Madiba’s grandson gets officious in battle against cousin
I wish not to be addressed as ‘Mandla’ because it is just like a nickname ...
NELSON Mandela’s grandson, Mandla Mandela, yesterday demanded that a Gauteng court use his “official” name and asked people in court to identify themselves before the hearing started.
Mandela has taken his unemployed second cousin to the court of the Gauteng Housing Adjudication Board to have her removed from the Orlando East, Soweto, home in which she has been living for the past 18 years.
Mandela had given Ema Ngcongoco, 49, six months to vacate the house that his grandmother, Evelyn, moved into in 1958 after her divorce from Nelson Mandela.
Mandla Mandela laid claim to the house in order to “honour his grandmother’s legacy”.
But Ngcongoco — whose grandmother, Kate Mgudlwa, was Evelyn’s sister — has refused to budge.
She shares the house with her husband and two sons.
Before the proceedings began yesterday, Mandela asked everyone present to introduce themselves.
“Who are all these people? May they kindly introduce themselves before we commence?”
Mandela then asked the court to address him as Zwelivelile Mandela.
“I am a chief and heir to the Mandela clan. I wish not to be addressed as ‘Mandla’ because it is just like a nickname and not the name my aunts know me by,” he said.
“I know the name Mandla has been used a lot in the media, but that’s not my name. My name is Nkosi Zwelivelile Mandela.”
Adjudicator Linda S’khosana agreed to the requests and reprimanded Tshidi Khobane, Ngcongoco’s younger sister, who represented her in court, for repeatedly calling him “Mandla”.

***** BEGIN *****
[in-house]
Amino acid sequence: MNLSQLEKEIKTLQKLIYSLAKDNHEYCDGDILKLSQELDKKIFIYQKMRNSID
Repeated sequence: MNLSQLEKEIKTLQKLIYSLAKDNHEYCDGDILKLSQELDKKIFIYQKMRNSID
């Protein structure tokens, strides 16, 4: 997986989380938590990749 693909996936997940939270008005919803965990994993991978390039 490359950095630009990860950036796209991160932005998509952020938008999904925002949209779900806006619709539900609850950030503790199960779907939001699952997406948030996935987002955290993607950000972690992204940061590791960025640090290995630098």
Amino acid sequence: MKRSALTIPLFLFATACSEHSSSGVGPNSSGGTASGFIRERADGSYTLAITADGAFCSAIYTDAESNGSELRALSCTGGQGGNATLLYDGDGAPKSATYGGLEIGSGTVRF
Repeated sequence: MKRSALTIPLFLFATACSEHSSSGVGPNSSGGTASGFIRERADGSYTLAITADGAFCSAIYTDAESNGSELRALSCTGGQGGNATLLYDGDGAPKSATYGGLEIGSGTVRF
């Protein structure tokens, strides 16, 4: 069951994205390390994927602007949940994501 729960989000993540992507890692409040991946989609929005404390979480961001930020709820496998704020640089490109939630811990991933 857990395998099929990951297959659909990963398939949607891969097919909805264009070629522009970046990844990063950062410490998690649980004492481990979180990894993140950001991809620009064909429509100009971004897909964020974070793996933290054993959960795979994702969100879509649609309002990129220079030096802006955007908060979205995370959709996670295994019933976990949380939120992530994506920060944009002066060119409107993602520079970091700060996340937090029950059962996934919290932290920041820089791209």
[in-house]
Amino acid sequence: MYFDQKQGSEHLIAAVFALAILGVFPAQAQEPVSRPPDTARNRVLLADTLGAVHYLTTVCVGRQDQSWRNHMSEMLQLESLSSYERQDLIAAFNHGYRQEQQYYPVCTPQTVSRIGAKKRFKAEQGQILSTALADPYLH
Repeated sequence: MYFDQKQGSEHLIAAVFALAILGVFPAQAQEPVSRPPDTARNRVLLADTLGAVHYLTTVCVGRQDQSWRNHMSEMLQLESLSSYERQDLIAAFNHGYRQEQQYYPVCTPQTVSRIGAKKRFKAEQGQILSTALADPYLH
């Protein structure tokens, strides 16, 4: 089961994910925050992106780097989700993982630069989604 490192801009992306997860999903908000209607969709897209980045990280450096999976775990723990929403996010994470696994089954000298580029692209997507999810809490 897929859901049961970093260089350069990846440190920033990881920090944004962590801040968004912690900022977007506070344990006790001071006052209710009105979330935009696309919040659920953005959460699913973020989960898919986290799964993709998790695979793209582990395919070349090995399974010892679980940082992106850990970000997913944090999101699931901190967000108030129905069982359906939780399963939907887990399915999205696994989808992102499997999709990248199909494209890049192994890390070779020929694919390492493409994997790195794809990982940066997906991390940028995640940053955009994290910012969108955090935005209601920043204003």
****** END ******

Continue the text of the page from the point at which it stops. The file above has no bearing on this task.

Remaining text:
The case failed to proceed yesterday because Ngcongoco did not have a lawyer, despite being warned last month to retain a lawyer.
Khobane told the court that Ngcongoco was unemployed and needed more time to retain a lawyer.
“On the last occasion, Mandla was not here and we understood that. We also need to be given an opportunity to get a legal representative,” she said.
Mandela’s lawyer, Darryl Ackerman, objected to a further postponement, saying his client was a busy man .
“Postponing the matter will be a waste of time,” Ackerman said.
Mandela also objected to a postponement, claiming time constraints.
“I am an MP, a chief and my duty is to serve the country. I can no longer miss out on my duties of serving people in the country,” he said.
Adjudicator S’khosana urged both parties not to waste each other’s time and granted a final postponement to next month.
Mandela is no stranger to controversy. He was recently accused of having sold the television rights to his 90-year-old grandfather’s funeral to the SABC for R3-million, and of dragging his grandfather into campaigning for the ANC without making adequate arrangements for his health and security.